Hidden Advantages and Disadvantages of Social Class: How Classroom Settings Reproduce Social Inequality by Staging Unfair Comparison
Alice, Marie and Frédérique have been in first grade for 2 months now. Today, their teacher tells them they are going to learn about a new letter and the girls are already impatient. The teacher writes the letter 's' on the board and turns to ask the children: "what sound does this letter make?'' Immediately a small hand goes up. It is Alice’s. Three other hands quickly follow it. Marie and Frédérique, who do not know this new letter, look at the rest of the class as hands go up. They hope they are not the only ones who do not know the sound of this new letter. The teacher asks Alice, who already knows the sounds of all the letters of the alphabet.
Alice gives the correct answer and the teacher smiles and congratulates her: "Well done!"
Meanwhile, Marie and Frédérique are wondering how Alice always knows the right answer. Why don’t they know the right answer? "Alice must just be more intelligent," Marie thinks to herself. "I’m no good at reading," Frédérique may worry.
This brief example illustrates a key aspect of school settings: the omnipresence of social comparison between students. Studies in social psychology have demonstrated that being exposed to the success of others can be threatening for one’s self-image. Seeing or imagining someone else succeeding better than oneself triggers negative thoughts and consume scarce attentional resources. However, the probability of ending up in the same situation as Marie and Frédérique, namely, experiencing upward social comparisons, is not randomly distributed in the classroom but partly determined by social class. Indeed, in addition to economic resources, belonging to a social class entails the possession of cultural dispositions (e.g., language use, ways of being and knowledge), which are more or less in tune with school standards. These inequalities in cultural capital constitute (dis)advantages on the school market as they provide a greater or lesser familiarity with academic tasks which are carried out with or less ease or difficulty. But these (dis)advantages do not told the whole story: Because classrooms are conceived to be a level playing field, having higher cultural capital also means being perceived as being smarter. The paper “Hidden Advantages and Disadvantages of Social Class: How Classroom Settings Reproduce Social Inequality by Staging Unfair Comparison” examines how forced social comparisons in the classroom can contribute to social reproduction in education.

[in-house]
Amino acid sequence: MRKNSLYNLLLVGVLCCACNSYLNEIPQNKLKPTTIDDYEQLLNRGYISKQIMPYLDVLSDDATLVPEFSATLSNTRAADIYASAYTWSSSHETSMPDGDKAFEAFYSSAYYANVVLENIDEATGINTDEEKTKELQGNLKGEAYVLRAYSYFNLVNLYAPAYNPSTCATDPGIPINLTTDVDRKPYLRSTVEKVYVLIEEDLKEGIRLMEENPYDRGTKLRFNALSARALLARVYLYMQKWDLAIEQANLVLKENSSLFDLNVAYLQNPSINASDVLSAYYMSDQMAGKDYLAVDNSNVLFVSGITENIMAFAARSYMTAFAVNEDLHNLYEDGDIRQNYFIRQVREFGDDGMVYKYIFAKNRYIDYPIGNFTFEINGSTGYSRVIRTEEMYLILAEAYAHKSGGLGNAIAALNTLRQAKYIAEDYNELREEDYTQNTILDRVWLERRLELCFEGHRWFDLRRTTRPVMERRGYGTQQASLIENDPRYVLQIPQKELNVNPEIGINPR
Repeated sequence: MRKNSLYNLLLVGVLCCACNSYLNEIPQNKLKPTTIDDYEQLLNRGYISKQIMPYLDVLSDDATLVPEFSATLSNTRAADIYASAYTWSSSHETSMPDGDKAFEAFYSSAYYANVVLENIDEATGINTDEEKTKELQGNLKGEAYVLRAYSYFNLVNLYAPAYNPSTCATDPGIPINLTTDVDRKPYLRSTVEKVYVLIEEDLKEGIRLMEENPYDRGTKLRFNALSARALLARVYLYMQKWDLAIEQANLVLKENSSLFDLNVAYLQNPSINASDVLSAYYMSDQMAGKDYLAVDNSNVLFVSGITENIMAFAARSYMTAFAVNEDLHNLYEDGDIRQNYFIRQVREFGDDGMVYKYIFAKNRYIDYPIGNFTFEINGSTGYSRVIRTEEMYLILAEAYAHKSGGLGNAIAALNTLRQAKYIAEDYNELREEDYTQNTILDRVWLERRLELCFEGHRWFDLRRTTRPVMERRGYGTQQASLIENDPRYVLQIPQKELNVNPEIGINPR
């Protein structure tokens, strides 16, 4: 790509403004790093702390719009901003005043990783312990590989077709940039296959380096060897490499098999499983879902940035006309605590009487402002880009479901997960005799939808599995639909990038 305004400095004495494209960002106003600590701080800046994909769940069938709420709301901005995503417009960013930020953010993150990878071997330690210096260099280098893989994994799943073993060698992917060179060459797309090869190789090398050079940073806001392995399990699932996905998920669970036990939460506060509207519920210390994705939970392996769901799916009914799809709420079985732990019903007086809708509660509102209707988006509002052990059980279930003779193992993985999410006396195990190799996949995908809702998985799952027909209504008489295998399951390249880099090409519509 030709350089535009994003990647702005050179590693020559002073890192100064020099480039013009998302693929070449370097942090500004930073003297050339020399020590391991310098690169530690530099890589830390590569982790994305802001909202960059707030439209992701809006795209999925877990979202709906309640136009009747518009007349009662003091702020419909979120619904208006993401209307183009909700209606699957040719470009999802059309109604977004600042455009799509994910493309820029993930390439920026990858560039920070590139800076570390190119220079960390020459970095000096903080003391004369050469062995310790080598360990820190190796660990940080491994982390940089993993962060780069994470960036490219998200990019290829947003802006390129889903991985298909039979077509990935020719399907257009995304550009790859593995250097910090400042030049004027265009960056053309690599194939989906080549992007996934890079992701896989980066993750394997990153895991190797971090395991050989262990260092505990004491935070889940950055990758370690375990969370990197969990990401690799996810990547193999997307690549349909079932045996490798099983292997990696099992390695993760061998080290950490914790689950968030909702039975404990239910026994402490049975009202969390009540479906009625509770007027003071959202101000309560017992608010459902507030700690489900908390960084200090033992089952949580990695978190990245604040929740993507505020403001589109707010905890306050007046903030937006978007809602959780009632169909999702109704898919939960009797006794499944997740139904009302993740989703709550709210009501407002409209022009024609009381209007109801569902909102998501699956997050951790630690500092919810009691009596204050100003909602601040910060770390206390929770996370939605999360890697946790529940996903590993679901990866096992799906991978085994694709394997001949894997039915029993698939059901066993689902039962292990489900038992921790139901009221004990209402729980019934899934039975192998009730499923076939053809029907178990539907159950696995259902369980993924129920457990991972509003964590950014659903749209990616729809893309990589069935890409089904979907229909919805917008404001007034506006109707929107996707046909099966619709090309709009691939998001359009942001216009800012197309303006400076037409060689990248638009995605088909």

Three studies conducted among fifth and sixth graders examined the hypothesis that schools settings may widen the achievement gap related to social class by staging unfair social comparison among students. These disruptive comparisons result from the fact that classrooms settings showcase achievement gaps between students in a way that does not acknowledge the unequal familiarity with arbitrary academic standards, forcing students to interpret these (dis)advantages as a sign of differences in intellectual ability, a construal which may interfere with disadvantaged students cognitive functioning.
In a first study we demonstrated that classroom situations that highlight differences in performance by having students raise their hands to signal completion during a difficult reading test undermine the working-class students’ achievement, whose lower familiarity with the academic language is well established. Two other studies were carried out to specify the processes involved in the observed results, namely an invisible cultural disadvantage which is construe as a sign of intellectual limitation.
Because social class is confounded with multiple factors and processes, we manipulated levels of familiarity with a new arbitrary standard (i.e., cultural capital) as a proxy of social class. We thus created a new arbitrary written code (a series of symbols corresponding to a set of letters) and operationalized two levels of familiarity with completely new arbitrary code, without the students' awareness. We then examined how being exposed to the success of other students (i.e., social comparison) might disrupt the performance of the least familiar students. A second study showed that the performance of the experimentally disadvantage students placed in an environment where students who succeed were instructed to raise their hands is significantly lower than that of disadvantage students not placed in a situation of comparison. However, A third study showed that letting the cat out of the box, that is making students aware of the (dis)advantage conferred to some of them, prevents the less familiar students from a threatening interpretation of their underachievement as a lack of ability and restores their performance.
In sum, our findings provide evidence that reproduction of inequality in education is not just the product of prior cultural differences among students: classroom situations can amplify the social-class achievement gap by staging disruptive social comparisons that harm the achievement of students who are less familiar with standards valued in education. Because Marie and Frédérique perceive the classroom as a just and equitable place, they are left with few other options but to interpret the fact that they lag behind due to the fact that they are less intelligent, a construal that gradually turns them away from learning.
Sébastien Goudeau is a postdoctoral researcher in social psychology at the Centre de Recherches sur la Cognition et l’Apprentissage (CNRS/University of Poitiers). His research focused on understanding how academic context impact academic performance and contribute to reproduction of inequality. You can find him on Twitter @Seb_Goudeau